And she told Prof. Redpath and Michelle Obama that there is no problem in relocating native people.
You see this is going to be interesting. Yesterday Stephen M. Redpath, Scottish ecologist and conservation scientist, held a lecture about conservation conflict management at SLU. Since he is the 21st holder of the King Carl XVI Gustaf Professorship in Environmental Sciences, H.M. himself attended the lecture as well. The King brought excellent weather to Uppsala and in trade got a really interesting program I think.
Left: Landscape around SLU at sunset yesterday; Right: All flags up for the King
After a short introduction by Rector Peter Högberg, Prof. Henrik Andrén (SLU), Professor Redpath (University of Aberdeen), Prof. Maria Johansson (Lund University) and Prof. Camilla Sandström (Umeå University) each approached conservation conflicts from slightly different perspectives. Unfortunately for me, my non-Swedish seating neighbor – and Mr. Redpath I am afraid – three out of the four talks were held in Swedish. Although I am not sure I understood everything correctly, the Swedish speakers seemed to complement Prof. Redpath quite well.
Prof. Andrén gave an overview of the development of different wildlife species in Sweden and I think it was really interesting to see that more or less all their populations have increased during the last century. That obviously increases the threat of conflict between humans and nature.
Prof. Redpath picked up from there, focusing on the conflicts arising between different groups of people as a result of human-animal conflicts. To set our minds at ease, he began his presentation by playing Bach’s “Sheep May Safely Graze”, pointing out that conservation conflicts usually revolve around extremely emotional topics. That is why they quickly (and often) end up in heated and entrenched situations.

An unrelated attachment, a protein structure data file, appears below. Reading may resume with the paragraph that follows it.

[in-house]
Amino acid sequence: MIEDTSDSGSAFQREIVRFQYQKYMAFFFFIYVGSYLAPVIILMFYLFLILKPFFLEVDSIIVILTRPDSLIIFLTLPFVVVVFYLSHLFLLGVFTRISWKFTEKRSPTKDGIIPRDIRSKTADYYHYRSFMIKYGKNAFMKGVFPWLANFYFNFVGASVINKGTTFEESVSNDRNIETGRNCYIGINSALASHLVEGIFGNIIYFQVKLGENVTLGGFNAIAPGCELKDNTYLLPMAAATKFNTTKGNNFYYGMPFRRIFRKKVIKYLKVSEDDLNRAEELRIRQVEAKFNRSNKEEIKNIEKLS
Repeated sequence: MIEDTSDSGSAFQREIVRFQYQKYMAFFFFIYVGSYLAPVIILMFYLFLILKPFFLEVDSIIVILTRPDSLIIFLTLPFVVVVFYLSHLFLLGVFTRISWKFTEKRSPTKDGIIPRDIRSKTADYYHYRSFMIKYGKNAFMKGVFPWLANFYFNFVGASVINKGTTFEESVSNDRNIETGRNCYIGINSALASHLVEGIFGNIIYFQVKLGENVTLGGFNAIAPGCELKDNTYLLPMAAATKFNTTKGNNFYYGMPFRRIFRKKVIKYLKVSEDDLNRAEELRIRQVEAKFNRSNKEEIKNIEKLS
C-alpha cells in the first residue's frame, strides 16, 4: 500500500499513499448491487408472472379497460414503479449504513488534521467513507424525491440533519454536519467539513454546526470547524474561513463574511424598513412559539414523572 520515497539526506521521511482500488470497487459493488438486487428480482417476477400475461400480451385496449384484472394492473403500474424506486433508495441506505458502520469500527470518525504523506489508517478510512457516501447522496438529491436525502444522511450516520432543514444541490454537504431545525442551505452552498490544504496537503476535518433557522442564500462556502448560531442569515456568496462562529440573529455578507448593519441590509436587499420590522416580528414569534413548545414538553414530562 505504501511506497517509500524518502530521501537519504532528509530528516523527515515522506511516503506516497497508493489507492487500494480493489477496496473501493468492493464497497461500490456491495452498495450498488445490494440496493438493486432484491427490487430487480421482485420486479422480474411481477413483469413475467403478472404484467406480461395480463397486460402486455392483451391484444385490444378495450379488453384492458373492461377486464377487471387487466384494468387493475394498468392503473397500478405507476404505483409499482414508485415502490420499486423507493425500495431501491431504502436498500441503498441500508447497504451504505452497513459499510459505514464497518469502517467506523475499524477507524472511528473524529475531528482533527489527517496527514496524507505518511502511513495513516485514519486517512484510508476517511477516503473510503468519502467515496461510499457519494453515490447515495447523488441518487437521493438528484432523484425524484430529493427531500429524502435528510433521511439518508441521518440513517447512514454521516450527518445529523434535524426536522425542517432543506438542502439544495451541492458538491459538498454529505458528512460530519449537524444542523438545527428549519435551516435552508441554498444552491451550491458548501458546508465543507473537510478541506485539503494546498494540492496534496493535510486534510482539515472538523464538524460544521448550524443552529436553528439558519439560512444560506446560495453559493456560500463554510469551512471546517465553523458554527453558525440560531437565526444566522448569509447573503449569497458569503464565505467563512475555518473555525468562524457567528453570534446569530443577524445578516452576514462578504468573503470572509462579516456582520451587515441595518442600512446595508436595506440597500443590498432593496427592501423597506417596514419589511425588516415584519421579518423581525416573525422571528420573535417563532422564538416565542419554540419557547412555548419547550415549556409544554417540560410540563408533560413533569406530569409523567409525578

I am not an ecologist and I did not know about Prof. Redpath’s work before, but he has been working on some extremely fascinating issues. One of his recent projects is the protection of snow leopards in the Himalayas. In the meager mountain landscape, the predator’s diet can actually drive the people there below the poverty line, so they have been shooting these beautiful creatures. And here is where conflicts among different social groups arise from the natural competition between animals and humans. It is a fundamental conflict between conservation and human welfare, or livelihood, between killing the snow leopards and starving to death.
According to Prof. Redpath the four most common problems in conservation conflict management are (1) a lack of engagement, (2) a focus on ecology, (3) the missing agreement about evidence and (4) the ineffectiveness of interventions. He says that too often problems are managed in a “top-down” manner, which leads social tensions and low implementation rates. Prof. Redpath emphasized that there is a need for more dialogue: between the different parties of a dispute, but also between scientific disciplines. He urges ecologists to open up for interdisciplinarity, because social concepts, such as world views, norms and identities, affect the success of conservation policies significantly. There is often no agreement about evidence, because personal experience frequently does not match with scientific findings. Last but not least, the effectiveness of implemented projects always needs to be tested.
Overall, Prof. Redpath advertised for a more holistic approach to conservation problems. In the example of the snow leopards, his team is trying out a collaborative approach, where they work together with the locals. They are trying to gain their trust and understanding to change their attitudes towards the animals. To reduce the conflict, there is also a need to generate alternative sources of income for these people. Prof. Redpath concluded that conflicts often can’t be overcome, but managed well and carefully if there is a will to do so. From his personal experience humor and whiskey are amongst the most effective communication strategies 🙂
Prof. Johansson and Prof. Sandström complemented the talk with their insights from environmental psychology and implementation processes of conservation policy in Sweden, respectively.
Maybe you are wondering why you find this post on the blog of an environmental economist. Well, because it is just really interesting. Also, I would like to follow Prof. Repath’s call for interdisciplinarity, as this is an issue concerning not only ecologists, but all scientists who try to solve environmental problems. It is never enough to approach a problem from one side. In the context of environmental issues economics often seems to be standing particularly far away from other disciplines, but I hope that this will change in the future. We should all try to foster cross-disciplinary dialogues instead of our prejudices.
Thanks to SLU and all speakers for a great event yesterday!
I hope you enjoyed reading.